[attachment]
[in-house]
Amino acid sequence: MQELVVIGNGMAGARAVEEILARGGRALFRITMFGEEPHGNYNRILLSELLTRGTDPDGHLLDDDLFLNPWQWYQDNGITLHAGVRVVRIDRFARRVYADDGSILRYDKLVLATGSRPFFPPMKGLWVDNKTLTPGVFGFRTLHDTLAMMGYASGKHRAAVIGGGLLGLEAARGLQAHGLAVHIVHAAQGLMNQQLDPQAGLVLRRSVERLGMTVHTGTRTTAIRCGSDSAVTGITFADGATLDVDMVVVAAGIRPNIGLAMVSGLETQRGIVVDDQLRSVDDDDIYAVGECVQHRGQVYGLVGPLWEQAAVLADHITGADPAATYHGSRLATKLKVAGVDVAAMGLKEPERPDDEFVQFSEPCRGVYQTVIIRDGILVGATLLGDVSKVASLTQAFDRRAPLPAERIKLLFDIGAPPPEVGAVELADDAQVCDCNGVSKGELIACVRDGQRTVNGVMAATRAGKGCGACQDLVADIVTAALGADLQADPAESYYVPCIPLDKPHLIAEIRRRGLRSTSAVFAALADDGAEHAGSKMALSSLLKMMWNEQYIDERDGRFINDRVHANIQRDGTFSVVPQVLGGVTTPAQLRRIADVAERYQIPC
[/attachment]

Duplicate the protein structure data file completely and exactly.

[in-house]
Amino acid sequence: MQELVVIGNGMAGARAVEEILARGGRALFRITMFGEEPHGNYNRILLSELLTRGTDPDGHLLDDDLFLNPWQWYQDNGITLHAGVRVVRIDRFARRVYADDGSILRYDKLVLATGSRPFFPPMKGLWVDNKTLTPGVFGFRTLHDTLAMMGYASGKHRAAVIGGGLLGLEAARGLQAHGLAVHIVHAAQGLMNQQLDPQAGLVLRRSVERLGMTVHTGTRTTAIRCGSDSAVTGITFADGATLDVDMVVVAAGIRPNIGLAMVSGLETQRGIVVDDQLRSVDDDDIYAVGECVQHRGQVYGLVGPLWEQAAVLADHITGADPAATYHGSRLATKLKVAGVDVAAMGLKEPERPDDEFVQFSEPCRGVYQTVIIRDGILVGATLLGDVSKVASLTQAFDRRAPLPAERIKLLFDIGAPPPEVGAVELADDAQVCDCNGVSKGELIACVRDGQRTVNGVMAATRAGKGCGACQDLVADIVTAALGADLQADPAESYYVPCIPLDKPHLIAEIRRRGLRSTSAVFAALADDGAEHAGSKMALSSLLKMMWNEQYIDERDGRFINDRVHANIQRDGTFSVVPQVLGGVTTPAQLRRIADVAERYQIPC